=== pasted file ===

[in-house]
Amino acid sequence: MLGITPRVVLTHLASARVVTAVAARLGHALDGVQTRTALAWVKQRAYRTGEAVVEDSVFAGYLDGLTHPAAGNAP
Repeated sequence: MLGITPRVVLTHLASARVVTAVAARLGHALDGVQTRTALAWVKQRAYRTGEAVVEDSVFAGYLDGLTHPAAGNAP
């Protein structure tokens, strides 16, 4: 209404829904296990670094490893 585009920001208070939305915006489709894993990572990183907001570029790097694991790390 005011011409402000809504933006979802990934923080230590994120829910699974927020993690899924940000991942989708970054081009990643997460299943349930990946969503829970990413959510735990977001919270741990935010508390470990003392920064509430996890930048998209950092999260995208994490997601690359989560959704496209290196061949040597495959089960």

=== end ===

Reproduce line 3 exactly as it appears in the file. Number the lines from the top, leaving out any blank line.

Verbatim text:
Repeated sequence: MLGITPRVVLTHLASARVVTAVAARLGHALDGVQTRTALAWVKQRAYRTGEAVVEDSVFAGYLDGLTHPAAGNAP